Why cyclists love sign language

There’s no need for a group diagnosis. We already know we’re addicted to cycling. Yet as I type this, having woken this morning to yet another social media avalanche from friends currently pedalling their way across the most famous towns, bergs and cols in European cycling, it occurred to me there’s something we’re perhaps becoming even more collectively obsessed with: posing alongside road signs.


In fact, based on recent experiences I’d go so far as to suggest it’s bordering on some kind of weird 21st Century cyclist fetish that’s fast reaching epidemic proportions. For it seems the only thing we love more than travelling the globe with our passports and carbon steeds is to record our glorious journeys by having our photos taken standing next to signs, typically on top of famous mountains or alongside shitty cobbled goat tracks.


Sometimes they’re little more than humble selfies. On others they’re far more choreographed affairs involving accomplices. But however they’ve been captured, captured they most certainly are. Then shared relentlessly.

Like Lance Armstrong titles in second hand book stores, these lycra-infused incarnations of Hansel and Gretel are everywhere nowadays – Google, Facebook and Twitter are truly awash with them – spectacular pictorial trails documenting our two-wheeled triumphs for the entire world to see and, in my case this Australian winter, drool over from afar.

Following a recent coffee ride in (boring old) Sydney one rider suggested with a wry smile the European summit photograph has become more important than the ascent itself. He was only partially joking. But as I said to him at the time, like a tree falling in the forest that no-one sees, surely if you don’t take a photo of your vertical conquest the question can be forever asked ‘did it ever really happen?’ He wasn’t convinced.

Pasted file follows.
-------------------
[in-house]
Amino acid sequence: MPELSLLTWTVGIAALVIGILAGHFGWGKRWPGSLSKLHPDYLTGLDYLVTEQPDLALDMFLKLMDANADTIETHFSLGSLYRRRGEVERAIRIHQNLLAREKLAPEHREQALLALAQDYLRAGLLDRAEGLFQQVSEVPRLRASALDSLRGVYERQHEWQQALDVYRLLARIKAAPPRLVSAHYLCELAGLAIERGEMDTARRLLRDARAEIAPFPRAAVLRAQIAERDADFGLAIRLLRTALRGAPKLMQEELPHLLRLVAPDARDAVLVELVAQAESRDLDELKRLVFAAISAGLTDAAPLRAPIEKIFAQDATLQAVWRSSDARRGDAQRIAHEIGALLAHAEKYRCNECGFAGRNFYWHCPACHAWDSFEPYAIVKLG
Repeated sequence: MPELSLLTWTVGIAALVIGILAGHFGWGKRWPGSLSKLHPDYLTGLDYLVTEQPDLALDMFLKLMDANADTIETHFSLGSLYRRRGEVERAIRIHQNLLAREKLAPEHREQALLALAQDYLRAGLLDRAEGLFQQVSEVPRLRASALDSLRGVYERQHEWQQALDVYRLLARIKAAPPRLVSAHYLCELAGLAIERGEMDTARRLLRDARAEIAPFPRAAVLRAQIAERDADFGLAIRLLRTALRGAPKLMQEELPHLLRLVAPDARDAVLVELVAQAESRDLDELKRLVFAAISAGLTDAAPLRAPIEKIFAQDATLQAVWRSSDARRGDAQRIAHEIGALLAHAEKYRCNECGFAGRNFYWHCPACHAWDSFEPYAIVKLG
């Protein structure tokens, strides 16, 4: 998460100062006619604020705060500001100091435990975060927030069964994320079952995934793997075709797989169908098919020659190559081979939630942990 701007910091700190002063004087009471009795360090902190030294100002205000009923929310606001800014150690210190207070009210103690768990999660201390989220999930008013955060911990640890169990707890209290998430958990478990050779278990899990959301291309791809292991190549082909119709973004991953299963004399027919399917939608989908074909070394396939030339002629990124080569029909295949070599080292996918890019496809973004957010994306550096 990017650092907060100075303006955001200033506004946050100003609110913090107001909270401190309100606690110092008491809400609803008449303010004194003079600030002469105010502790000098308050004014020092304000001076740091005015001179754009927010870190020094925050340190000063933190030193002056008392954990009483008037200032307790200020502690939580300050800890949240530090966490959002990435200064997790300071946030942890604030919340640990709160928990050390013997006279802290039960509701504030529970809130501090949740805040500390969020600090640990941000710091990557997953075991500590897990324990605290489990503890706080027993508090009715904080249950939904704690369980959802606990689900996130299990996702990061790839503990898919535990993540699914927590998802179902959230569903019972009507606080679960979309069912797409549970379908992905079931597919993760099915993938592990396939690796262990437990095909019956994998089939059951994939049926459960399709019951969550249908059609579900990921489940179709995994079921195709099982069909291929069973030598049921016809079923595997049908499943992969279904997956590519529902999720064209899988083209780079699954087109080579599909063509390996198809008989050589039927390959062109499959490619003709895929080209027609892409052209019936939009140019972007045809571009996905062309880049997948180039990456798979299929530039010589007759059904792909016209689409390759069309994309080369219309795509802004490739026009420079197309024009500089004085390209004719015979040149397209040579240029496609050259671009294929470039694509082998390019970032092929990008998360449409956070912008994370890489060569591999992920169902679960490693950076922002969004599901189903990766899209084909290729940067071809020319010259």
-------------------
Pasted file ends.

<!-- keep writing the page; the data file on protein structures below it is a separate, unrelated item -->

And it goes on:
Now granted some signs are considerably more interesting and impressive than others. And if I was standing atop Alpe d’Huez right now I’m sure I’d be smiling for the paparazzi too. But I do have one little request: how about we get a bit more creative about it? After all, if we really want to see road signs, well, we merely need to step out the front door. My suburb alone has thousands of the things; no doubt yours does too.

And let’s face it, just because you have a photo at the top of some 27km 18.4% average gradient dormant super volcano doesn’t necessarily mean you rode up there anyway, does it?


How do we know you didn’t hitch a ride up in the tour bus? Or jump in front a studio backdrop next to the local village pub before necking a few Kronenbergs or Duvels? Heck, you may have simply retouched the whole thing in your pyjamas and ugg-boots from the lounge room for all we know.

Which come to think of it isn’t a bad idea. Particularly given I’m anchored here at home for the foreseeable future, turning a greener shade of envy with every passing day.

Anyone fancy teaching me how to use Photoshop?


5 thoughts on “Why cyclists love sign language

  1. I was hoping you’d talk about the sort of signs you signal with, such as the one you give to arrogant 4WD users, which can be translated as “STOP THE $#@% NEGLIGENTLY DRIFTING ALL OVER THE ROAD AND NEARLY CRUSHING ME UNDER YOUR OVERSIZE CODPIECE, YOU %$#@* *&%$STAIN!!”, or some such. Maybe next time. Mostly good with the blog entry, tho I do detect a bit of disguised envy there.

      1. Validation, especially online, is such a tricky business these days. Gone are the days when unique souvenirs, postmarked postcards, bits of rock or dirt, or dated polaroids were accepted as testaments by friends, acquaintances and other sceptics!

Leave a Reply

Fill in your details below or click an icon to log in:

WordPress.com Logo

You are commenting using your WordPress.com account. Log Out /  Change )

Facebook photo

You are commenting using your Facebook account. Log Out /  Change )

Connecting to %s